Skip to main content

new collage: lent 2, 2012 - the way of the cross


"lent 2 - 2012: the way of the cross"
mixed media collage on stretched box canvas (acrylic paint, found papers, vintage papers, glue)
gregory a. milinovich
march 2012


 so here is part 2 of my lenten collage series, done on small canvases that involve working on the front and the four sides of the canvas.  in our lenten journey at catawissa avenue umc this year we are looking at the paradoxes of our faith, and for tthe second week of lent we looked at the symbol of the cross.  even though it is a symbol that we see mostly in gold and silver, worn around necks and used to decorate ornate altars, this is ultimately a symbol of execution.  if we allow it to, it calls to mind images of death and brokenness, suffering and pain.  it is a harsh and potent symbol. 
and yet, as awful a symbol as it is, Jesus calls us to take up our cross.  so the cross isn't just some ugly blot in our rearview mirror, but a very critical part of our present and future.  without the cross, we have no path to life.  Jesus said that if you want to find your life, you have to lose it, but if you lose your life - if you are willing to loosen your death grip on it - then you will really live.  it truly is a paradox, but it is unexplicably true, too.  when we cling to our own lives, we stifle and suffocate ourselves, like trying to possess a precious plant by covering it with a barrel so no animal or element can get to it.  it will soon die. 

but if we are willing to give ourselves away in love to God and to others, then we begin to truly live in ways we wouldn't have otherwise expected.  i tried to visually express this in this collage with the images of the closed fist and the opened hands, separated by the cross.  as hard as it is at times, and as counter-intuitive, i want to live with open hands, giving my life to others that i might really learn how to live it fully.  i want to have the courage and the endurance to take up my cross and follow Jesus. 

Comments

Popular posts from this blog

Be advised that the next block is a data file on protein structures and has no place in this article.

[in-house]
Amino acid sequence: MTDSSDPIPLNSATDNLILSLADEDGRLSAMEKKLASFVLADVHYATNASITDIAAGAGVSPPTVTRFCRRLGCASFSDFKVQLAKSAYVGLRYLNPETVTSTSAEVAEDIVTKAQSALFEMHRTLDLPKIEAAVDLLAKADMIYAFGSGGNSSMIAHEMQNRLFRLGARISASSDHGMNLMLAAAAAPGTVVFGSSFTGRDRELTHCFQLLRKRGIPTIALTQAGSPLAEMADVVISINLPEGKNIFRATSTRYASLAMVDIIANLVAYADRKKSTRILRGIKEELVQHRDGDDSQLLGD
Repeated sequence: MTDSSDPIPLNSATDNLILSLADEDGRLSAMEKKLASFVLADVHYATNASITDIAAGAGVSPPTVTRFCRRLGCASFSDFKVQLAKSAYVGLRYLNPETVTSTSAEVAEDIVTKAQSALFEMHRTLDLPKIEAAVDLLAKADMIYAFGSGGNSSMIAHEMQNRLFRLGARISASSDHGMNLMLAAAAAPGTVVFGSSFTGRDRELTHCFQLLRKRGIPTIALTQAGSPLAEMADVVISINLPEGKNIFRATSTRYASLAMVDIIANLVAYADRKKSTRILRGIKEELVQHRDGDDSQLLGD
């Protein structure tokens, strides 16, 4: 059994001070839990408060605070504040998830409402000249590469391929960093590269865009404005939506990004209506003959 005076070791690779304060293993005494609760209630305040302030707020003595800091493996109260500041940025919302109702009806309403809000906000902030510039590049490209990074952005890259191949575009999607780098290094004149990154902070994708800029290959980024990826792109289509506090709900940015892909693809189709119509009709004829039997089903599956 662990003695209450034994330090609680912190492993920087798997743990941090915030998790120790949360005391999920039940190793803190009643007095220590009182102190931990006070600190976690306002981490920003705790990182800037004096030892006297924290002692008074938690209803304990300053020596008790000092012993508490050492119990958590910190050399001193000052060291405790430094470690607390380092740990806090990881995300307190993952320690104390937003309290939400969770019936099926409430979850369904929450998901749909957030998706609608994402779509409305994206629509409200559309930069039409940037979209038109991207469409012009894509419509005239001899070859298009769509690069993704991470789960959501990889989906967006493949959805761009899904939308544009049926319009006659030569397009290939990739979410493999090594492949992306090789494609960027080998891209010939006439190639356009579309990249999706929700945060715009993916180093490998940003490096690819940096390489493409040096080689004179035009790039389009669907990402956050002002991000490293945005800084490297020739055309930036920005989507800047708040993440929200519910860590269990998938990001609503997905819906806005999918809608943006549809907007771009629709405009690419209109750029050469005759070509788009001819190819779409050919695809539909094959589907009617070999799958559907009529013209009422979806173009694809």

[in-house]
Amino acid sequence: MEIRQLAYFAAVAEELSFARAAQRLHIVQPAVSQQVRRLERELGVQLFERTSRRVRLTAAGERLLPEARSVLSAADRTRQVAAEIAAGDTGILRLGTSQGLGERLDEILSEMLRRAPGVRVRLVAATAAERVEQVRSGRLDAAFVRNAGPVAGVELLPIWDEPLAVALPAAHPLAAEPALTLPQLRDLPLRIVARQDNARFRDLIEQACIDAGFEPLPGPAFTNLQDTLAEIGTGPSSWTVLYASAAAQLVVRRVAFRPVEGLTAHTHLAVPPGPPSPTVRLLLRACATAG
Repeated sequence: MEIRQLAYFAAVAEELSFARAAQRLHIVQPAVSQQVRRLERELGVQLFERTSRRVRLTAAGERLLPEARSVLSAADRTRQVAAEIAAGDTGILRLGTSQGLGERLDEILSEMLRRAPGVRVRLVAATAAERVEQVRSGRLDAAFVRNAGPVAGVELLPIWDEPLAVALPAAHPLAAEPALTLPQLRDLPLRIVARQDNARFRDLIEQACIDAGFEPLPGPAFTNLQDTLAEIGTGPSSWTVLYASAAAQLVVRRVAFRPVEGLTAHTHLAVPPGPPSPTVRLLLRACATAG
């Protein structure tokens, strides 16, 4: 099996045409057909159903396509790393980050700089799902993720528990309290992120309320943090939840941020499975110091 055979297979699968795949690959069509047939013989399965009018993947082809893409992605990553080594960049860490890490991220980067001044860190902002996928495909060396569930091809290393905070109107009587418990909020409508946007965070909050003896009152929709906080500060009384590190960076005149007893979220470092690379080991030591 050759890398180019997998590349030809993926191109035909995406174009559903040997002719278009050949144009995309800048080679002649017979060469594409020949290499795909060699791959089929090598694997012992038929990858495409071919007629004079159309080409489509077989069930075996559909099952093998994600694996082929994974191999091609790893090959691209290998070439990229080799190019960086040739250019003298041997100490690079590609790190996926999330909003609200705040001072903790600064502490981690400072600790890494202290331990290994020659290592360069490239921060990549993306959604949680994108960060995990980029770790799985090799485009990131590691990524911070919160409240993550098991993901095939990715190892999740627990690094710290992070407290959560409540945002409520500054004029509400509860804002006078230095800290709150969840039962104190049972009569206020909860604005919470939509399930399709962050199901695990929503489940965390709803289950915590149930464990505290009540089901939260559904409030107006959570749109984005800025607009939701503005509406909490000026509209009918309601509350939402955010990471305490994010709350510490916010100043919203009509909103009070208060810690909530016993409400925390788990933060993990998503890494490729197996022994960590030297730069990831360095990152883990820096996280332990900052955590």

#thoughtsandprayers

i made these comments and prayed the following prayer at one of our worship services at SPWF yesterday, and had a few folks asked if i would post them, so there they are: 
It has been a season of terrible tragedy.  And I have noticed in the news a trending phrase: thoughts and prayers.  It even has its own hashtag on twitter and other social media, but net necessarily in a good way.  People are understandably tired of hearing about others’ thoughts and prayers, when that is only a thinly-veiled way of saying that our only obligation to those who suffer is a brief moment of silence, or nothing more than a tweet or public statement.  The truth is that, for those of us who follow Jesus, much is required when our neighbors suffer.  We are called to do justice where we can, to love kindness and mercy, and to walk with God through it all.  But let us be careful not to throw out the proverbial baby with the bathwater.  We are, as people of faith, those who know that prayer is not simply an em…

a divided tree

there is a tree in my back yard.  i'm pretty sure it's an oak tree.  at least that's what i think Shannon told me.  i don't know my oaks from my maples, my elms from my locusts.  to me, it's a tree: a corinthian column bursting up into life and glory.  full of sap and pulp and rings and bugs and cells pulsing with water and always reaching for something.  it is full of rhythm, reach and flourish then fall and die, and repeat. 

this particular tree, though, isn't of one mind. 

half of it's rusted orange leaves have given up their grip and surrendered -gracefully or not - to the pull of gravity and the threat of winter.  the north side of this inauspicious oak is just about bare naked, all sticks and straight lines, a skeleton of itself.  but the side that looks south is stubbornly resisting change.  no longer green, the leaves have compromised their summer vibrancy, but they are clearly not ready to concede death just yet. 

i feel like i can relate to this …

vote. and pray. but do not be afraid (the King is alive).

i'm not sure how many americans right now are feeling optimistic about the government.  i know i'm not.  in fact, while i didn't live through the civil war or anything, i have to think that faith in our elected leaders - indeed the whole system of electing them in the first place - is at one of its lowest points.  i just don't have a great deal of confidence in those individuals who have been elected, or in those who want to be.  i find myself slipping at times into what feels like a swamp of apathy: sinking, to be sure, but not sure that i care enough anymore to do much about it.  i see this attitude all around me: in conversations, on social media, and in popular culture.  perhaps there is no more clear indication of our nation's view of the government than this current election season, when we would teeter on electing liars and thieves, crooks and clowns. 

which is why i was so startled as i sat down to read psalm 72 this morning. as i read the ancient song, i…